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Ask a Scientist: Is Muscle Soreness Good or Bad?

Scotty Reifsnyder
Ask a Scientist

The Scientist: Jordan D. Metzl, M.D., is a sports medicine physician at New York City’s Hospital for Special Surgery and author of "The Athlete’s Book of Home Remedies." He has run 29 marathons and completed 10 Ironman triathlons.

The Answer: There’s good soreness and there’s bad soreness. The trick is knowing the difference. If you do feel a generalized achiness in your muscles 24 to 48 hours after a hard enough workout, that’s healthy muscle soreness. Nice work.

But if you’re so sore that it impedes your joint function, or if a very specific part of your muscle hurts—the top of your hamstring, say—you’ve pushed it too far.

You may have heard that muscle soreness is a result of lactic acid buildup, but doctors are increasingly suspicious of this explanation. Another theory floating around is that it has to do with ripping the muscle fibers, which, when they heal, result in a stronger muscle. This might be a myth, too.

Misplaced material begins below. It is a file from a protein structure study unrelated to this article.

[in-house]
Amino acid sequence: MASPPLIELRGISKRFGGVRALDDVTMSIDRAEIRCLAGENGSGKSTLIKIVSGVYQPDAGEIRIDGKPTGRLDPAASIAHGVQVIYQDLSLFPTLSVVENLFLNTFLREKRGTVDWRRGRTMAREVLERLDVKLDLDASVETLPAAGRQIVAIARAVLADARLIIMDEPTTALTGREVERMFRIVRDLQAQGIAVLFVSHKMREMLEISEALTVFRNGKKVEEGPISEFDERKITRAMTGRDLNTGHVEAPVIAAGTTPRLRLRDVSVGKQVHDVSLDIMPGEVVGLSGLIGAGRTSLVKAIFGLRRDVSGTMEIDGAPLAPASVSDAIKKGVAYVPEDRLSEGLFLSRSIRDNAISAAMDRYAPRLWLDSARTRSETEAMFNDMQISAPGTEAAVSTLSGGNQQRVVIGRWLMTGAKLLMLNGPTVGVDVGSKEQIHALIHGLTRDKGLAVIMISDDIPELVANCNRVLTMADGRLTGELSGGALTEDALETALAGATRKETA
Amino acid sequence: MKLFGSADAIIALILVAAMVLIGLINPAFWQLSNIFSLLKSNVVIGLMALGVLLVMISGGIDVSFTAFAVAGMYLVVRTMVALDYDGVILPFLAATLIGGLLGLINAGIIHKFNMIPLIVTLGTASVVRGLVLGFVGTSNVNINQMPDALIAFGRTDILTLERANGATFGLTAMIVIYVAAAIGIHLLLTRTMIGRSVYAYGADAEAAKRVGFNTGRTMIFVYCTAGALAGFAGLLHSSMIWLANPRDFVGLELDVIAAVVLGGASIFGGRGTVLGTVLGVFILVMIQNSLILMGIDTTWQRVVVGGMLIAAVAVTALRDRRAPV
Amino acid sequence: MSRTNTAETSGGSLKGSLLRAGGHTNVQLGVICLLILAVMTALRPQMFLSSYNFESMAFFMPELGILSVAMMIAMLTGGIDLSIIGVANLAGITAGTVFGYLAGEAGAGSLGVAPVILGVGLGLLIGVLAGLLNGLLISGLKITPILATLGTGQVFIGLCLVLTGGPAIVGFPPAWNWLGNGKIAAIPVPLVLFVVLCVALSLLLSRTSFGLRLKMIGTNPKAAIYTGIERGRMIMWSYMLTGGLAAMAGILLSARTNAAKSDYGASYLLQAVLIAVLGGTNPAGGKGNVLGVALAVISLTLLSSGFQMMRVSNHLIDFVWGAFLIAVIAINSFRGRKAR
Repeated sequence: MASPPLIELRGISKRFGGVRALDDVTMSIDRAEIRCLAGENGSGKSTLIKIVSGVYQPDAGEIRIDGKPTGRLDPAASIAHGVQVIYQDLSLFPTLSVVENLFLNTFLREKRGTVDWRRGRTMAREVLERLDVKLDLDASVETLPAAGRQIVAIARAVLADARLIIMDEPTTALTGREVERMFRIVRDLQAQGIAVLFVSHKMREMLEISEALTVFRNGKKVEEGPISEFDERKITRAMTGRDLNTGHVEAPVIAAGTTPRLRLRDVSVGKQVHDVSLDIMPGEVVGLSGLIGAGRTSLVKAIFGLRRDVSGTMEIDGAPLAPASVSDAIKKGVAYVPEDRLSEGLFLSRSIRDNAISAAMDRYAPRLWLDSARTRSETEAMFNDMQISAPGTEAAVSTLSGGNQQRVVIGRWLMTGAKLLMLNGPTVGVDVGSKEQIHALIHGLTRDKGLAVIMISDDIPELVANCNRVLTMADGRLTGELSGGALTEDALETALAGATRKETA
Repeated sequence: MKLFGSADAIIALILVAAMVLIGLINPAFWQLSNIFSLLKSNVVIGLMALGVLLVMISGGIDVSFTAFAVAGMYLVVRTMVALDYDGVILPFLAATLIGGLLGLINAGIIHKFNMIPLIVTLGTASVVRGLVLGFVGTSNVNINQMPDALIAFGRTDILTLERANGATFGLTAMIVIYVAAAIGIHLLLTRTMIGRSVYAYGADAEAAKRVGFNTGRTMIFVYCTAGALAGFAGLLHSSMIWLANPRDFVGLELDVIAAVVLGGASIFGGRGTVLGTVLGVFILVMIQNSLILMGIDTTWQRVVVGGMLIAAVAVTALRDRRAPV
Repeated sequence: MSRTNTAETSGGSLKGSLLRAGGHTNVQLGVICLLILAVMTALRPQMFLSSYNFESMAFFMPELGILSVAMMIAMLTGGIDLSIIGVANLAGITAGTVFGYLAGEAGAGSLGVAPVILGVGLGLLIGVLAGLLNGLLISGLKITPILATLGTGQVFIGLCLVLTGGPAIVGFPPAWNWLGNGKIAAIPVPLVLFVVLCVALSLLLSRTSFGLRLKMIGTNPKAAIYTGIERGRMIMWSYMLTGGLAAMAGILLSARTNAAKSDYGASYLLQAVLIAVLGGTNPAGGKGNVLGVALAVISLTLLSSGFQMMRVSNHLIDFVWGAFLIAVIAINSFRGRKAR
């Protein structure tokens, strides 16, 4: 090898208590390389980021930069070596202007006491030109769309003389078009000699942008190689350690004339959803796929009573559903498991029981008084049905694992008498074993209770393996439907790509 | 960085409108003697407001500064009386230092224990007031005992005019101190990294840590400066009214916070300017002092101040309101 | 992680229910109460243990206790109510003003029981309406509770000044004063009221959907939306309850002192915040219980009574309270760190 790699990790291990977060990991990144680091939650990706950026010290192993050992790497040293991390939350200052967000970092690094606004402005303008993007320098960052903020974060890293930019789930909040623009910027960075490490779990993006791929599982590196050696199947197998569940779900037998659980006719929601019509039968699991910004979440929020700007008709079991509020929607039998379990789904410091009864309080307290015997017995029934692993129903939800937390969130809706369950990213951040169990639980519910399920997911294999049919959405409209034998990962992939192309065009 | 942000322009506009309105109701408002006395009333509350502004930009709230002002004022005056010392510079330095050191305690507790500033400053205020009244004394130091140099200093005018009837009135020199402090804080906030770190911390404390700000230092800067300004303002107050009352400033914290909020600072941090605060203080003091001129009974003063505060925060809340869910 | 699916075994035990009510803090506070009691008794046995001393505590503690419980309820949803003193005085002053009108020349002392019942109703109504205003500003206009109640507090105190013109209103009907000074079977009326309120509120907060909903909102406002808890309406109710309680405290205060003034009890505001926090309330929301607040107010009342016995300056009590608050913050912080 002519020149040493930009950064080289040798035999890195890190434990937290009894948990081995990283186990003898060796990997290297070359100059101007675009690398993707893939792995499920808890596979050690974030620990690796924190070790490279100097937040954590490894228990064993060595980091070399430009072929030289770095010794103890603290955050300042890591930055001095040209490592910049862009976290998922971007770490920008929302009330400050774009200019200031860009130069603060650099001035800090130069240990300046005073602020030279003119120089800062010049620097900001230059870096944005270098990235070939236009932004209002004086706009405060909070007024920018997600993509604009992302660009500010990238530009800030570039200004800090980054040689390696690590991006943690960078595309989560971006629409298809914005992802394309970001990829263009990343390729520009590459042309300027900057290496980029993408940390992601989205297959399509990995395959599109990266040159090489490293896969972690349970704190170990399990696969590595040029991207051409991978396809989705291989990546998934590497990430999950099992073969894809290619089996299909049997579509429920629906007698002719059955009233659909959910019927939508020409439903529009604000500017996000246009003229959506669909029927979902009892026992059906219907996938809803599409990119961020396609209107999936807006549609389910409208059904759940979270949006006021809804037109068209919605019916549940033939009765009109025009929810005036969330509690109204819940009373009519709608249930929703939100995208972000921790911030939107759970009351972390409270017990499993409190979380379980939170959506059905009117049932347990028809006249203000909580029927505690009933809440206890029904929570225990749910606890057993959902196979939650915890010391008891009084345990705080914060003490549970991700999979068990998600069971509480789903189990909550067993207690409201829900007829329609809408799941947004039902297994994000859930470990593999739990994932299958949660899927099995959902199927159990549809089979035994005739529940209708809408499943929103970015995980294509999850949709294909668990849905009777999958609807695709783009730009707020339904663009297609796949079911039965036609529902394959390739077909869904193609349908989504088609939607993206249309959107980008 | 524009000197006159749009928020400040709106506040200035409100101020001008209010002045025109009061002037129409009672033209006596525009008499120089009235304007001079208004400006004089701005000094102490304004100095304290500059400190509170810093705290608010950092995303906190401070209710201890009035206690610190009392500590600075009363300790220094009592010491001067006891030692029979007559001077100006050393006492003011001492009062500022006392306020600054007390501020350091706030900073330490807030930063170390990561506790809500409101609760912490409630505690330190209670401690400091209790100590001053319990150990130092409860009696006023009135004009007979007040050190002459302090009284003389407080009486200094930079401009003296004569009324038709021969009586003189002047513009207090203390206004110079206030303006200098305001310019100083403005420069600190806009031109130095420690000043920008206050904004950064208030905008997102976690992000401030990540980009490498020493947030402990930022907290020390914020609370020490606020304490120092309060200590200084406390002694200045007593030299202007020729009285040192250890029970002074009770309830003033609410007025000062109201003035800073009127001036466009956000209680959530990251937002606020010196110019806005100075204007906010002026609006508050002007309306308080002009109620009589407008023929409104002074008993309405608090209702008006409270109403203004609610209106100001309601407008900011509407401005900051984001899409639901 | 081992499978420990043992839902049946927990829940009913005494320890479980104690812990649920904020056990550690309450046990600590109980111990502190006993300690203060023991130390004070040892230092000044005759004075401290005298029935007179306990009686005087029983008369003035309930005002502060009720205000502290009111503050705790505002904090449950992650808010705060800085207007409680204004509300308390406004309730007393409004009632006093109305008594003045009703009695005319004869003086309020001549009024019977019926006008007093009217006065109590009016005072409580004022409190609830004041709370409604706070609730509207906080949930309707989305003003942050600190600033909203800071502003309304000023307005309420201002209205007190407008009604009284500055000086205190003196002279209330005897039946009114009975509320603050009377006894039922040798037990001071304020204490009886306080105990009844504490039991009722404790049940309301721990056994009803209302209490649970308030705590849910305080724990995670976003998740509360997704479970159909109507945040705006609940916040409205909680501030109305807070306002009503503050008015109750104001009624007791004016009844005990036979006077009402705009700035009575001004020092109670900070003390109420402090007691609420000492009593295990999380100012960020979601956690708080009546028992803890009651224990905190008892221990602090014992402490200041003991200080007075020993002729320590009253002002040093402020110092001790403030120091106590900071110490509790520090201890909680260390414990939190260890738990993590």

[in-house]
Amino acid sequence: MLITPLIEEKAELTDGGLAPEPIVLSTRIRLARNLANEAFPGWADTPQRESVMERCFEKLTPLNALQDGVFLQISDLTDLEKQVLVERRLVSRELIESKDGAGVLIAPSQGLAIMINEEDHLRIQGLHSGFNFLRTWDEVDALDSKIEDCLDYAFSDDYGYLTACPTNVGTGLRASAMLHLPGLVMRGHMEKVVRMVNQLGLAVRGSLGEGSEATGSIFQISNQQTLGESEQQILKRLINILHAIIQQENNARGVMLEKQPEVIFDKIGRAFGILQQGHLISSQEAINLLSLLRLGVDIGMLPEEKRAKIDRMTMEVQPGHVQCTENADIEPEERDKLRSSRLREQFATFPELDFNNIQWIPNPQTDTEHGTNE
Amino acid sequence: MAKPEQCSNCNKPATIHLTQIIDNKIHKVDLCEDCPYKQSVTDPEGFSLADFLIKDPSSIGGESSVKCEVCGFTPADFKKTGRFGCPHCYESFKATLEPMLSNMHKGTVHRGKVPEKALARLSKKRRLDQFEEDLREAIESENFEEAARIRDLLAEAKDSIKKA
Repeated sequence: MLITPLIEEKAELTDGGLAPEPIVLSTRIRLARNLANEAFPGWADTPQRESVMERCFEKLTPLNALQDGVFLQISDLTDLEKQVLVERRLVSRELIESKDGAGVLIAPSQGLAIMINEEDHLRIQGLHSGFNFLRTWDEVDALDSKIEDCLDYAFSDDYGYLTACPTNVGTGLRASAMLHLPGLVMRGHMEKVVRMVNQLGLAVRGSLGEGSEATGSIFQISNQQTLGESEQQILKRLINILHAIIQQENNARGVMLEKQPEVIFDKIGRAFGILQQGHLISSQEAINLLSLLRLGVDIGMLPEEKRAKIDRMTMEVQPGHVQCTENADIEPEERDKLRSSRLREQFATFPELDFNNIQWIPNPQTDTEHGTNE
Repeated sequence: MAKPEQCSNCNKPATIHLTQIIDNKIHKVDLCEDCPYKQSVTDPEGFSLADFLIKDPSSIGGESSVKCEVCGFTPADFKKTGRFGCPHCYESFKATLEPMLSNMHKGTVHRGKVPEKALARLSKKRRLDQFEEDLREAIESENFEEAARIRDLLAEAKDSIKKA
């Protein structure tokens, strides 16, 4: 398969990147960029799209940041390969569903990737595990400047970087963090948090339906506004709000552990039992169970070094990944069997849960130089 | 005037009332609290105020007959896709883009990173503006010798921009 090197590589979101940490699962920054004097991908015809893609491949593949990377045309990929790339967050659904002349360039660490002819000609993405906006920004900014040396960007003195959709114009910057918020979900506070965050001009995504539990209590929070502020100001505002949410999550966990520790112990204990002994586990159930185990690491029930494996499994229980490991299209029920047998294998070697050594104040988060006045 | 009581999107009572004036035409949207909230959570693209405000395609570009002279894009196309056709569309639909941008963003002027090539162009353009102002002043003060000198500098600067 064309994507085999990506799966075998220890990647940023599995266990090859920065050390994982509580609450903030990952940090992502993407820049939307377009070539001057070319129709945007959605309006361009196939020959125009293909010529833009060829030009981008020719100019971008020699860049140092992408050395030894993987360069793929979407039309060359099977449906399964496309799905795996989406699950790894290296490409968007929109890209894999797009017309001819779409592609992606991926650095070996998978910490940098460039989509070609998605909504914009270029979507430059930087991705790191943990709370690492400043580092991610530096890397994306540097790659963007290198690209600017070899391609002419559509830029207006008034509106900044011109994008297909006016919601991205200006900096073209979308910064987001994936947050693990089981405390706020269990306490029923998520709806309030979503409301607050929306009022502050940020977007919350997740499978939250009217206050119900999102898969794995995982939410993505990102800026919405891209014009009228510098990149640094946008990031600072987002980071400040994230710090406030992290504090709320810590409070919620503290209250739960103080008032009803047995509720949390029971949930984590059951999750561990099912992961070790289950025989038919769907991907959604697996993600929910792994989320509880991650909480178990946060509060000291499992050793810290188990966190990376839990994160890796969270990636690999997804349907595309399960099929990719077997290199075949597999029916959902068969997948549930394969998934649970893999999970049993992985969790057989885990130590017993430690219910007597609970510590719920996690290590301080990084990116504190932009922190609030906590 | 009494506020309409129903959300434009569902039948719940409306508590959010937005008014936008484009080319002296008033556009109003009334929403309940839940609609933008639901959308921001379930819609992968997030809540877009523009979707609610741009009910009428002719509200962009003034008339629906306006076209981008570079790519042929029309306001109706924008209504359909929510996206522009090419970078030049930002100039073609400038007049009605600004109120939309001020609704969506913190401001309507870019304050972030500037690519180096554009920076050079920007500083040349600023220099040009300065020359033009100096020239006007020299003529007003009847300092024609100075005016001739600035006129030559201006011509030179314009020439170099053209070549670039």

One thing we do know is that when you work out a muscle, it starts a cascade of inflammatory chemicals. Hormones tell white and red blood cells, platelets and growth factors to rush to the tired muscle. It’s the same thing that happens when you cut your finger, and the reaction is stronger when you overuse your muscle than when you work out correctly. The jury’s still out, however, on just why this inflammatory response results in soreness.

Strength training is a trial-and-error activity. You should calibrate your next workout according to how you felt after the last one. Two to three sessions a week will help you build up your muscles, so you won’t be quite as achy the next day. But remember that if you don’t get sore at all, you’re not working hard enough!

MORE ON MUSCLES AT YOUBEAUTY.COM
How To Build Muscle
The Best Strengthening Exercises
Strength Training at Home

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